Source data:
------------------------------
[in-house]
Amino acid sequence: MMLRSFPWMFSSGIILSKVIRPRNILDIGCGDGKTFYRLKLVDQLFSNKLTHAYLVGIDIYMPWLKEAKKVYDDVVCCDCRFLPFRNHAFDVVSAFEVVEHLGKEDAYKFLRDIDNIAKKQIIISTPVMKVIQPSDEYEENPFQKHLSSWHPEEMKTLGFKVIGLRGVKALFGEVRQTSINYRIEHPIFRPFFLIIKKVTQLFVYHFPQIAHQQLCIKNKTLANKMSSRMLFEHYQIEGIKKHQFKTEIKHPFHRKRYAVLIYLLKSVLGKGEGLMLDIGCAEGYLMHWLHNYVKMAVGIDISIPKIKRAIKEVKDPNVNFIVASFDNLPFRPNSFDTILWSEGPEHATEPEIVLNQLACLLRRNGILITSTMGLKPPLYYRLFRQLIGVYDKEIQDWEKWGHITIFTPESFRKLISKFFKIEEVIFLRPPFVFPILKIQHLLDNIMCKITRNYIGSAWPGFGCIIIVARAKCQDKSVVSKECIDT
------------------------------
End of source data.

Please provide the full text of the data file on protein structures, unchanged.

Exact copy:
[in-house]
Amino acid sequence: MMLRSFPWMFSSGIILSKVIRPRNILDIGCGDGKTFYRLKLVDQLFSNKLTHAYLVGIDIYMPWLKEAKKVYDDVVCCDCRFLPFRNHAFDVVSAFEVVEHLGKEDAYKFLRDIDNIAKKQIIISTPVMKVIQPSDEYEENPFQKHLSSWHPEEMKTLGFKVIGLRGVKALFGEVRQTSINYRIEHPIFRPFFLIIKKVTQLFVYHFPQIAHQQLCIKNKTLANKMSSRMLFEHYQIEGIKKHQFKTEIKHPFHRKRYAVLIYLLKSVLGKGEGLMLDIGCAEGYLMHWLHNYVKMAVGIDISIPKIKRAIKEVKDPNVNFIVASFDNLPFRPNSFDTILWSEGPEHATEPEIVLNQLACLLRRNGILITSTMGLKPPLYYRLFRQLIGVYDKEIQDWEKWGHITIFTPESFRKLISKFFKIEEVIFLRPPFVFPILKIQHLLDNIMCKITRNYIGSAWPGFGCIIIVARAKCQDKSVVSKECIDT